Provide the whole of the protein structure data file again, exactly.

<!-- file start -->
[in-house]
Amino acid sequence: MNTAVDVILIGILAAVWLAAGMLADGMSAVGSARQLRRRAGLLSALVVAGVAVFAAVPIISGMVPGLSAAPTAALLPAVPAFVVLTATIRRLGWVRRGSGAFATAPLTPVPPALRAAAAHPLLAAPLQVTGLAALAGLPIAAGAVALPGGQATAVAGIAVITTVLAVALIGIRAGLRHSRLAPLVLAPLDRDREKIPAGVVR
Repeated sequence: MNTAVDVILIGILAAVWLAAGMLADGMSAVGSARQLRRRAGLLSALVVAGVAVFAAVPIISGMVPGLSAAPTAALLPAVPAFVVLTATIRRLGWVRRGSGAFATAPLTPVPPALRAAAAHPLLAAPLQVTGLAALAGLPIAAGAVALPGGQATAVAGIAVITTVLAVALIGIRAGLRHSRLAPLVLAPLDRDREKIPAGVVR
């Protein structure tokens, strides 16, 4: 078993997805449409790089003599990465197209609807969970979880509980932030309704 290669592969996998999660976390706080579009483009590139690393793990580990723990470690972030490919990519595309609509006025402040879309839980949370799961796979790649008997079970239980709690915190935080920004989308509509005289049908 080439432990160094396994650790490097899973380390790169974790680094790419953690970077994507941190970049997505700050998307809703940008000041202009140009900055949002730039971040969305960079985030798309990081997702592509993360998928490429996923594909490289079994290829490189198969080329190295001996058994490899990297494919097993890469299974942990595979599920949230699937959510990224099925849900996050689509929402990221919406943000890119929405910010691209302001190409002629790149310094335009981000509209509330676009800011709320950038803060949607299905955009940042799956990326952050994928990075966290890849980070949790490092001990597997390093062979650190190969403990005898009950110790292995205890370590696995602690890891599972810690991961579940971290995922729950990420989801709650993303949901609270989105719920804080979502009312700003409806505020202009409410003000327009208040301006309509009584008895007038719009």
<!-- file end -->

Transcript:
[in-house]
Amino acid sequence: MNTAVDVILIGILAAVWLAAGMLADGMSAVGSARQLRRRAGLLSALVVAGVAVFAAVPIISGMVPGLSAAPTAALLPAVPAFVVLTATIRRLGWVRRGSGAFATAPLTPVPPALRAAAAHPLLAAPLQVTGLAALAGLPIAAGAVALPGGQATAVAGIAVITTVLAVALIGIRAGLRHSRLAPLVLAPLDRDREKIPAGVVR
Repeated sequence: MNTAVDVILIGILAAVWLAAGMLADGMSAVGSARQLRRRAGLLSALVVAGVAVFAAVPIISGMVPGLSAAPTAALLPAVPAFVVLTATIRRLGWVRRGSGAFATAPLTPVPPALRAAAAHPLLAAPLQVTGLAALAGLPIAAGAVALPGGQATAVAGIAVITTVLAVALIGIRAGLRHSRLAPLVLAPLDRDREKIPAGVVR
């Protein structure tokens, strides 16, 4: 078993997805449409790089003599990465197209609807969970979880509980932030309704 290669592969996998999660976390706080579009483009590139690393793990580990723990470690972030490919990519595309609509006025402040879309839980949370799961796979790649008997079970239980709690915190935080920004989308509509005289049908 080439432990160094396994650790490097899973380390790169974790680094790419953690970077994507941190970049997505700050998307809703940008000041202009140009900055949002730039971040969305960079985030798309990081997702592509993360998928490429996923594909490289079994290829490189198969080329190295001996058994490899990297494919097993890469299974942990595979599920949230699937959510990224099925849900996050689509929402990221919406943000890119929405910010691209302001190409002629790149310094335009981000509209509330676009800011709320950038803060949607299905955009940042799956990326952050994928990075966290890849980070949790490092001990597997390093062979650190190969403990005898009950110790292995205890370590696995602690890891599972810690991961579940971290995922729950990420989801709650993303949901609270989105719920804080979502009312700003409806505020202009409410003000327009208040301006309509009584008895007038719009």